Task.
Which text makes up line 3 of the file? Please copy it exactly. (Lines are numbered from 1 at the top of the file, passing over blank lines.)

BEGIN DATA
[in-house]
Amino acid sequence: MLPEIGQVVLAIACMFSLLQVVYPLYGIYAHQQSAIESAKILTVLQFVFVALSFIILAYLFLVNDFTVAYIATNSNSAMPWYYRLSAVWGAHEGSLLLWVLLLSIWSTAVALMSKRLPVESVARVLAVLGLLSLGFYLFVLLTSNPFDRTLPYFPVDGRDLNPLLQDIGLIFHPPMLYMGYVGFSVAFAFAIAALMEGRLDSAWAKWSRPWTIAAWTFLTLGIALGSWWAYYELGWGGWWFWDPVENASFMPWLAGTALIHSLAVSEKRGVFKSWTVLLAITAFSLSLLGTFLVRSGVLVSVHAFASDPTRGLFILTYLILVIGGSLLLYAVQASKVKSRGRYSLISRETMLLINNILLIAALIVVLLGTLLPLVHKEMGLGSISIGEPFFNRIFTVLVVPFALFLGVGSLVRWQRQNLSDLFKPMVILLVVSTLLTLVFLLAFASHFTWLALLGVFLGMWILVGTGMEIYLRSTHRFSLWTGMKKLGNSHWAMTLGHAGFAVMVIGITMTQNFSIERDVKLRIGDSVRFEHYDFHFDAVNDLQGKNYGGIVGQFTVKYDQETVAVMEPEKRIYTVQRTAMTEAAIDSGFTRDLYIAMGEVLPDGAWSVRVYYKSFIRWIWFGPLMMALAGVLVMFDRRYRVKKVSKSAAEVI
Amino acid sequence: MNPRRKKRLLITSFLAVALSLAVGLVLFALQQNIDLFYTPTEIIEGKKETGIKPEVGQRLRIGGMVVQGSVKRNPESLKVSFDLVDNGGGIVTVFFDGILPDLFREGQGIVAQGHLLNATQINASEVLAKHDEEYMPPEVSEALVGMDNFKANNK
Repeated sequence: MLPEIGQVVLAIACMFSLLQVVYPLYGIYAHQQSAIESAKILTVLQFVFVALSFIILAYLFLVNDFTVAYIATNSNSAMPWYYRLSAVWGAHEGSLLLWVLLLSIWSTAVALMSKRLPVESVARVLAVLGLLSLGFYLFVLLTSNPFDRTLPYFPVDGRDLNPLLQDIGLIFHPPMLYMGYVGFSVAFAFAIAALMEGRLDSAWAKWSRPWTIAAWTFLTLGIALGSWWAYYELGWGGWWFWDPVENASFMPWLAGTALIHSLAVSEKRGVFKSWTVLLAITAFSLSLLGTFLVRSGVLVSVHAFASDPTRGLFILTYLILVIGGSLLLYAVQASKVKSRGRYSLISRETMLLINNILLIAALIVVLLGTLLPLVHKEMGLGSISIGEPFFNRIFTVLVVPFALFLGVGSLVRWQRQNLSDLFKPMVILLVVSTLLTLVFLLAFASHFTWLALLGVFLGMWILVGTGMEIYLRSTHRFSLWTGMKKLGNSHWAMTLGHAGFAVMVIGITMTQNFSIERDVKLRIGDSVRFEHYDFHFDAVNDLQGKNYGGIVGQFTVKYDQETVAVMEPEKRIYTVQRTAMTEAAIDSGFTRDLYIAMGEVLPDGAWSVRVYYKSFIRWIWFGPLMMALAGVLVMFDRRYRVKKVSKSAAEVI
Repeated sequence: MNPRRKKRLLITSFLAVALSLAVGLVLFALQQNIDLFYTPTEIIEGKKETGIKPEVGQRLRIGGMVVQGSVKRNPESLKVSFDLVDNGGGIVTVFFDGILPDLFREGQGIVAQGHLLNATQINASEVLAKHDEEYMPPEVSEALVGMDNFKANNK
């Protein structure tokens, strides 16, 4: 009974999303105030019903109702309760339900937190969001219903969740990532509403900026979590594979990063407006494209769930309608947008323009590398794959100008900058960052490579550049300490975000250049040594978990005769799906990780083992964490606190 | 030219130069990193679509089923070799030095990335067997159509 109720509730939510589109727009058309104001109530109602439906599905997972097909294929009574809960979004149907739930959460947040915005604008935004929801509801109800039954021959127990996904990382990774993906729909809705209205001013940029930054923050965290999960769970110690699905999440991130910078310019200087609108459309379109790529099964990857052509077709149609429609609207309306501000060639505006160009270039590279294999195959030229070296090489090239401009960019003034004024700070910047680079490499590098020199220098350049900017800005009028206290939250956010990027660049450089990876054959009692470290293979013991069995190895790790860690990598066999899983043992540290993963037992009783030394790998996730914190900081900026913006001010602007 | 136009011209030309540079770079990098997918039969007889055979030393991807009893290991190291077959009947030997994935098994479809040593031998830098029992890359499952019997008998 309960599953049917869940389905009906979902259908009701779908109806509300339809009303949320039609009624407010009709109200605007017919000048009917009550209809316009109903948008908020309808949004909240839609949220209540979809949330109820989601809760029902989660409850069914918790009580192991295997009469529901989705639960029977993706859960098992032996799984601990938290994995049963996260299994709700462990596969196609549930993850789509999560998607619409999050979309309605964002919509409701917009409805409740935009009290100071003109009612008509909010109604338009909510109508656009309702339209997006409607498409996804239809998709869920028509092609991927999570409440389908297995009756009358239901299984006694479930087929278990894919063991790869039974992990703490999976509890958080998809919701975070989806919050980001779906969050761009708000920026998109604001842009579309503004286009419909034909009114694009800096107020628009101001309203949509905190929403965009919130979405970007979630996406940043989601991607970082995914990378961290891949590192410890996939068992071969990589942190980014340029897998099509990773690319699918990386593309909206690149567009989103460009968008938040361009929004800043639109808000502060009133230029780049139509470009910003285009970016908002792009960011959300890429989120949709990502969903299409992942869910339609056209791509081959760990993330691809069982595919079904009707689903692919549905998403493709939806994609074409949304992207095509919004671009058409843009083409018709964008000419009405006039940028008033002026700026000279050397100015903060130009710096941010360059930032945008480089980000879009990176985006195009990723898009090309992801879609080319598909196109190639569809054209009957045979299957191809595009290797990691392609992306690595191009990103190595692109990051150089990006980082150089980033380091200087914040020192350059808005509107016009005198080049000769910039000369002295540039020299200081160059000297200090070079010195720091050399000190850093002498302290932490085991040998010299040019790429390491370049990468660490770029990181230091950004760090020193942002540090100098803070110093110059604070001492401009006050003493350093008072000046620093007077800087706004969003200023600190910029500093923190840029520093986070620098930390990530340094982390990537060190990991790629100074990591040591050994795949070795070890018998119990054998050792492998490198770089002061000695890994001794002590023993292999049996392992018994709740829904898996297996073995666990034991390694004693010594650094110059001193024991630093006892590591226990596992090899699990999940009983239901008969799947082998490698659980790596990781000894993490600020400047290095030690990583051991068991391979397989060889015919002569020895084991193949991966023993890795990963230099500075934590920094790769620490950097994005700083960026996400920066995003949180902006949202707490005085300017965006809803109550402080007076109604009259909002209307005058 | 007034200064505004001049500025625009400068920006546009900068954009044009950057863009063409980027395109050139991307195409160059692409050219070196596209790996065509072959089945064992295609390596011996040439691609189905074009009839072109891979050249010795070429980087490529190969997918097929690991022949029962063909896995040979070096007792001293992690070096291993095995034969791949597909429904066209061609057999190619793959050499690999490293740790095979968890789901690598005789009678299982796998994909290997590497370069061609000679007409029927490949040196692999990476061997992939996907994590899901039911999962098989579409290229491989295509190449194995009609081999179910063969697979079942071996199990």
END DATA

Amino acid sequence: MNPRRKKRLLITSFLAVALSLAVGLVLFALQQNIDLFYTPTEIIEGKKETGIKPEVGQRLRIGGMVVQGSVKRNPESLKVSFDLVDNGGGIVTVFFDGILPDLFREGQGIVAQGHLLNATQINASEVLAKHDEEYMPPEVSEALVGMDNFKANNK